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Would adding a lodging widget to the bottom of a webpage increase the number of overall purchases? Find out in this episode.

Watch this episode of The Cro Show, a game show for conversion rate optimization and marketing experimentation fans, and see if you can guess which test variation performed better during a recent Cro Metrics client experiment.

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Full Transcript:

Cara Binsfield: Really excited to talk to you guys today about how we should highlight options to improve conversion.

So we have a client who is a hospitality client who’s a luxury outdoor experience provider.

Another thing we should just ship, rebrand them.

And what we were trying to face was there is a lot of traffic, especially over the summer months that comes from organic search landing pages where users are really looking for content on some of these outdoor areas and experiences.

And so what we found is a lot of these users are looking to explore the outdoors but weren’t available – or weren’t aware that there are product offerings available through the site directly.

For some of these kind of top of the funnel visitors.

And so we decided to try and monetize them.

So this is an example of one of these.

This is the main top organic search landing page to explore a really beautiful area.

And as you can see for users coming here, other than a phone number, there isn’t really any place to take action and to create or generate any revenue for the client.

So what we decided to do was try and add a lodging widget to the page to see if we could get users to take action directly from this page, rather than going through the site deeper to try and find calls to action and increase revenue.

So the hypothesis was, again, that users visiting for summer experiences aren’t aware of all the options available.

By highlighting lodging, we’ll be able to increase revenue generation from users that land on this page.

So since I did not show the results to anyone, does anyone have any questions on how this test ran?

Cristi Alvarez: So is adding that thing at the bottom there that…

Cara Binsfield: Yeah that’s a really small change.

And we intentionally put it below the fold because the thought was that users that are coming to this page really want to understand about the experience.

And so we didn’t want to create a disjointed experience putting that lodging widget above the fold…or make it seem too salesy.

Cristi Alvarez: And then what’s the what’s your primary KPI on this one, like bookings?

Cara Binsfield: It’s actually total purchases.

So there are other things users can buy from this site, like tickets and passes for experiences at this hospitality resort, things like that.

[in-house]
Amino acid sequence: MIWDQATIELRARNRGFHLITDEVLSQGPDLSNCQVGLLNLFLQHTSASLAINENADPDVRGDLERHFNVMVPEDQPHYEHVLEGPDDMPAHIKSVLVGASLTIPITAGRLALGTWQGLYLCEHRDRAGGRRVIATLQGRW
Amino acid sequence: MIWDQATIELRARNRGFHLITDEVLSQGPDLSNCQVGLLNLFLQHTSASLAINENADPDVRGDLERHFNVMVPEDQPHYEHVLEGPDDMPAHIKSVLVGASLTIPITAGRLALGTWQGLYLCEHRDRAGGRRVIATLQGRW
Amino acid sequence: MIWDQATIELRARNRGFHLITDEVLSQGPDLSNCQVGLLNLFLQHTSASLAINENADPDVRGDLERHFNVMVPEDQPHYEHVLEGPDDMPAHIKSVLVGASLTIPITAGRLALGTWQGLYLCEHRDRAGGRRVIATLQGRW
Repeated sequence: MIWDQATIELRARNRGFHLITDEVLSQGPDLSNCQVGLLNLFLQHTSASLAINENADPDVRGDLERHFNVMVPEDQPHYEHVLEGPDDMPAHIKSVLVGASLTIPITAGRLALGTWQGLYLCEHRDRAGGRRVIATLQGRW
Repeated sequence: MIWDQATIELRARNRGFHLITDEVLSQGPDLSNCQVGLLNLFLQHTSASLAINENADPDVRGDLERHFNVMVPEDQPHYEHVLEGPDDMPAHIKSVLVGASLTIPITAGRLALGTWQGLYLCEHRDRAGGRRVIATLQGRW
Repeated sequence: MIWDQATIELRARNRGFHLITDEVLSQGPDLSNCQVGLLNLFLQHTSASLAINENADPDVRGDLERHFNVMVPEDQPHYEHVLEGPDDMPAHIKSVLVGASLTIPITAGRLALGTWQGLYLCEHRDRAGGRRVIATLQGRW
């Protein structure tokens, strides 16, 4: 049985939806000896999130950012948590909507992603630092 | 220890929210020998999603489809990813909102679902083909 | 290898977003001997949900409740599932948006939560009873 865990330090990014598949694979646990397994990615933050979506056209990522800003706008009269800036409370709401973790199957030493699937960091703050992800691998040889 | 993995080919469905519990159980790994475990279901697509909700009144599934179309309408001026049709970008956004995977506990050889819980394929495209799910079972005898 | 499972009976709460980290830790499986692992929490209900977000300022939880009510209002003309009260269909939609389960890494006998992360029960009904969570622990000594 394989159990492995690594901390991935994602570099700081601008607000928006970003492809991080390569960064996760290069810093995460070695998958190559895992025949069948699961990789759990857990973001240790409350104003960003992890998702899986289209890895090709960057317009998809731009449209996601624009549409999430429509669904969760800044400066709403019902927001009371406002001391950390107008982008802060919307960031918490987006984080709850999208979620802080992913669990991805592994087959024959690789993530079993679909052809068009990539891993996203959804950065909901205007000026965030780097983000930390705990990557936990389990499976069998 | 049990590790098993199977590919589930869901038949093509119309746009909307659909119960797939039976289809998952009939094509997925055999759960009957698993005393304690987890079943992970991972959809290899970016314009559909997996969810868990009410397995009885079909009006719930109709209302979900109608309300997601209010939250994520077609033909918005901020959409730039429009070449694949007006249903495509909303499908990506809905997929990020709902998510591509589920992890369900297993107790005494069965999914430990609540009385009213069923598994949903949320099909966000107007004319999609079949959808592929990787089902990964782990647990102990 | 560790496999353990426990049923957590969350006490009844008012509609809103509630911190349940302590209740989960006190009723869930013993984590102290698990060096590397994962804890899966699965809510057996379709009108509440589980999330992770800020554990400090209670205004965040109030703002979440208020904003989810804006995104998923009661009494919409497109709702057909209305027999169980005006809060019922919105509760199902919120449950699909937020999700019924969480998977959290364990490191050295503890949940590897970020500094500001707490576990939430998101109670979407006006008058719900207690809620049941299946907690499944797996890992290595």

Carl Light: Cara, were there any other secondary metrics tracked in this test?

Cara Binsfield: Yeah, we always track revenue.

And then there were other things we tracked kind of just to understand if it was being disruptive to the user experience because this client does have a really high focus on their brand.

So transactions and purchases are incredibly important, but we don’t want to be skewing like visits to other pages or causing people to like not come to the site overall in general…which we gauged by kind of like what pages, what other pages they were viewing and if they were still looking at weather information and those kinds of things.

Cristi Alvarez: I’ve been going with all the variations today, so I’m just going to keep it consistent and go with V1.

I think just having that additional action that people can take can help prompt people or maybe match the motivation for why they’re on the page.

So I’ll go with V1 as my choice.

Any other insights before we actually vote?

All right.

Let’s get into it.

OK, thumbs up if you think V1 won and thumbs down if you thought the control won and then in the middle if you think it is inconclusive.

Cara Binsfield: So it looks like a lot of you guys think V1 won.

And since I never showed the results, I don’t know how you could have guessed that, but it was a 3% lift in total purchases across the site.

So this was a really exciting test that more than paid for itself, even just during the course of the test.

And we learned a lot about the user and the fact that when they’re landing from these pages, they aren’t aware of how easy it is to get lodging opportunities here.

What we saw was based on the clicks users did click through to all the other pages on the site at a higher rate, but they clicked a little bit less through to things like camping, et cetera.

So there are users looking for this luxury resort in particular to have lodging, and we were able to pull that lodging reservation forward and get it on the site.

That was really exciting.

Thanks for watching.

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